Allez à la rencontre d'une artiste aux multiples talents dont l'engagement et la détermination la mèneront dans ce qu'on pourrait appeler l'art véritable : jusqu'au bout de soi, sans concession aucune, par le corps, la voix, l'écriture et ses créations sonores qui accompagnent si magnifiquement son chant, sa danse et ses mots

Depuis plus de 35 ans et en

véritable précurseur, elle a été la première à baser son travail de chorégraphe sur l'association du yoga et de la danse auxquels elle a ajouté le chant. Son écriture chorégraphique caractérisée par la lenteur du geste donne à ce corps devenu sonore par l'utilisation de la voix chantée, l'impression d'être en état de suspens


Interview Isabelle Barbat par Curtain Rising Magazine Londres

Getting to know dancer Isabelle Barbat
1. Tell us a bit about your style and your work.I’m a dancer, and I am also a singer. On stage, during my solo dance, I sing Maurice Ravel’s “Kaddish” and “Sometimes I Feel Like a Motherless Child.” I also dance to the music of Arvo Part and Gustav Mahler. It seems to me that when I dance or when I sing I carry the weight of humanity on my back.

2. Do you have any themes that you find recur in your work?
Everything that I do when I dance is always brought about by intuition...so, when I look back on my performances, everything that I have done seems to have revolved around the same story: human beings, love, humiliation in this world, violence, childhood…I wrote a novel, and the story involved is also the same story that I tell through my dance. It involves the same connection to humanity. I needed to discover who the writer inside of me was. It turns out that the message that I want to convey as a writer is the exact same message that I need to convey when I’m dancing on stage.

3. What is your greatest achievement as a dancer to date?I don’t know how I can answer this question. I firmly believe that the success that you achieve in your life should be based on doing something intelligent. However, I am French. I am a free woman. There is no religion against me, and no politics against me. I can do anything I want because I live in a free country. I can travel almost everywhere in this world. And because of that I have the opportunity to meet all kinds of different people from many different cultures. I know that this is not an answer in response to my greatest achievement as a dancer…but I believe that maintaining my sense of individuality is probably one of the things that I am most proud of. The most important aspect of life, to me, is the human being.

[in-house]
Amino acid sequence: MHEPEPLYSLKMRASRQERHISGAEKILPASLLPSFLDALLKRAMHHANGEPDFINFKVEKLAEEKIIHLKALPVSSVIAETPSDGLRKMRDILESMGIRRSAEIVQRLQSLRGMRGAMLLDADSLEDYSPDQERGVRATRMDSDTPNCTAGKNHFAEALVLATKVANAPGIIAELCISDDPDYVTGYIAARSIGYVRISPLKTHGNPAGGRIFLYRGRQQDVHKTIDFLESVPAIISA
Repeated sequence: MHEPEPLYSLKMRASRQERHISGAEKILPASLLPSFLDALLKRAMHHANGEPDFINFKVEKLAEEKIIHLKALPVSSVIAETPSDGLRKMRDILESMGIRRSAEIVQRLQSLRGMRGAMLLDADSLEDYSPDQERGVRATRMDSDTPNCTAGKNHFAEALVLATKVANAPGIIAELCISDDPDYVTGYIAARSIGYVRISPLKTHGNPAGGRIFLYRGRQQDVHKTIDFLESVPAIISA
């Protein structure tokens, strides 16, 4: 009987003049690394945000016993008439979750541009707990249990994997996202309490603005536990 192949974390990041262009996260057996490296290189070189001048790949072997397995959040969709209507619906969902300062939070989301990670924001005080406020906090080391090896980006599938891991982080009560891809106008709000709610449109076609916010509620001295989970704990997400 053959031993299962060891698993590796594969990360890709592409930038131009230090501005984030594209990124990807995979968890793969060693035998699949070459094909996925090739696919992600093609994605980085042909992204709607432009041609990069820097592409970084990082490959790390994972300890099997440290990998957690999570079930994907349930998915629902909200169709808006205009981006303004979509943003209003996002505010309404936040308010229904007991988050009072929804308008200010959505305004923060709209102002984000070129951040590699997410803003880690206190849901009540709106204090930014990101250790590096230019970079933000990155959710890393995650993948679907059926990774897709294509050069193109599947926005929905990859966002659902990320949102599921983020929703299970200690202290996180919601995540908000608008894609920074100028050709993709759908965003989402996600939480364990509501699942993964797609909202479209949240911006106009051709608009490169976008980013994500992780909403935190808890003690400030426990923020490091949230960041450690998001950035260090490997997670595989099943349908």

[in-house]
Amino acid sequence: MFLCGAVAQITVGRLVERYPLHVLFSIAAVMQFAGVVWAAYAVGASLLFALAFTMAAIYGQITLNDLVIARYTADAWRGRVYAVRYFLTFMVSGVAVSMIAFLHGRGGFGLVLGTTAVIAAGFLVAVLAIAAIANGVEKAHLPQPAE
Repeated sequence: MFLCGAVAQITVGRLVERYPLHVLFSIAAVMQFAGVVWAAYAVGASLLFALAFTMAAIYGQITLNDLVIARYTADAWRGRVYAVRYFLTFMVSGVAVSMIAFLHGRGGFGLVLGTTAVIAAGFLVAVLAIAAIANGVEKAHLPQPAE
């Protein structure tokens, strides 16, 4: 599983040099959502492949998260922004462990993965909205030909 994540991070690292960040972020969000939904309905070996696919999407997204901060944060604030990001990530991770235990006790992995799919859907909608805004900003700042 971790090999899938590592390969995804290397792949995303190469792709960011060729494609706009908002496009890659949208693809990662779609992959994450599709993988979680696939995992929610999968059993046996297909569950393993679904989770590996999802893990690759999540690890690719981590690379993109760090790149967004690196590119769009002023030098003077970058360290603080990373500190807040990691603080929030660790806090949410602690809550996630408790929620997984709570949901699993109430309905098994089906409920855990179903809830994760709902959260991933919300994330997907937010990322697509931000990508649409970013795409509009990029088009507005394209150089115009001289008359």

4. Who are your influences?People. Life itself. My childhood.

5. What has been your most rewarding experience?Traveling as often as I have, and to so many different places in this world because of my art. That has been a very special experience.

6. When did you realize that you wanted to be a part of the world of dance?I can’t really explain it properly. I just felt an unbelievable urge to follow something deep inside myself. It was the dance. It was the music. It was the written word. It was the opportunity to travel.

7. Who is your favourite dancer?I don’t have one dancer that I would consider my favourite. But, having said that, the dancers I do like tend to be the ones who lose themselves within their art; those who pay attention to humanity and the connection between us all.

8. Do you have any professional training, and if so, where did you study?I have received professional training in dance, singing as a jazz vocalist and as a classical singer.

9. Who is your favourite theatre director?
I have two: Ariane Mouchkine and Peter Brook.

10. What venue would you most like to dance at?The stage of the world.

11. What do you think the purpose and value of dance within the world of theatre is?To instill and maintain a sense of integrity and to influence an engagement with the live audience.

12. Pertaining to dance and theatre, what do you think art is?
As artists, we should simply consider ourselves messengers. We should try to empty ourselves; to tap into the creativity that is within all of us.

13. What pressures do you think theatre artists face today?
Politics. If you don’t have the right names in your address book, the right connections within the industry...then it may become very, very difficult for you.

14. What advice would you give other emerging artists?
Forgot about yourself and your ego...you just are an artist and must do everything in your power to serve your art, and above all else – to maintain your integrity.

15. What are your short and long term ambitions?To keep myself heading in my present direction.

Photo courtesy of Isabelle BarbatIsabelle Barbat’s Requiem Pour une âme Seule.
January 15, 2008
Curtain Rising Magazine27 Old Gloucester Street, LONDON, WC1N 3XX, Tel: + 44 20 7096 8943
editor@curtainrising.com